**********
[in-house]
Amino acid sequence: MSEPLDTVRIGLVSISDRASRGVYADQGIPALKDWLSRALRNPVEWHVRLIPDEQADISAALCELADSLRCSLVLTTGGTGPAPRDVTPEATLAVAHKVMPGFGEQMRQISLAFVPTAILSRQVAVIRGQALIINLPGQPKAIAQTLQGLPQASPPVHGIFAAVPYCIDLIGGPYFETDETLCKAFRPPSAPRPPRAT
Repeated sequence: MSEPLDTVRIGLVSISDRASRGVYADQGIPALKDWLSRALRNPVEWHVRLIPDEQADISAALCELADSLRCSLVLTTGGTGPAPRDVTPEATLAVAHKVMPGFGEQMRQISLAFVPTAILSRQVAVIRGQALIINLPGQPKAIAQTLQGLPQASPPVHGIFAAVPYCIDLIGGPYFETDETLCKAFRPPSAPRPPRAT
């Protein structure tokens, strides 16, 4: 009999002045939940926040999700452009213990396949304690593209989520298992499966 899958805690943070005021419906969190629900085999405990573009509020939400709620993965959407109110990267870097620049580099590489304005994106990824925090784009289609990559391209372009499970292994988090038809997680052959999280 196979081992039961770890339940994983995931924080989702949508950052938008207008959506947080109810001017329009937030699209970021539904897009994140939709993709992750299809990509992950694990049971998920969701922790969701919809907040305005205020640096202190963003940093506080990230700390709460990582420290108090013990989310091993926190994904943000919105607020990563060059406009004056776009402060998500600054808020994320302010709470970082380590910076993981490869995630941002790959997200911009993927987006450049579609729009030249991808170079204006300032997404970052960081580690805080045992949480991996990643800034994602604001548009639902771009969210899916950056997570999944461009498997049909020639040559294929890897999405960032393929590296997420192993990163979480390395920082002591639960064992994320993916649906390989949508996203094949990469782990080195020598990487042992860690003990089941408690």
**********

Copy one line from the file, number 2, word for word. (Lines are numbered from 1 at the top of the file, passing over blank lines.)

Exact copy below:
Amino acid sequence: MSEPLDTVRIGLVSISDRASRGVYADQGIPALKDWLSRALRNPVEWHVRLIPDEQADISAALCELADSLRCSLVLTTGGTGPAPRDVTPEATLAVAHKVMPGFGEQMRQISLAFVPTAILSRQVAVIRGQALIINLPGQPKAIAQTLQGLPQASPPVHGIFAAVPYCIDLIGGPYFETDETLCKAFRPPSAPRPPRAT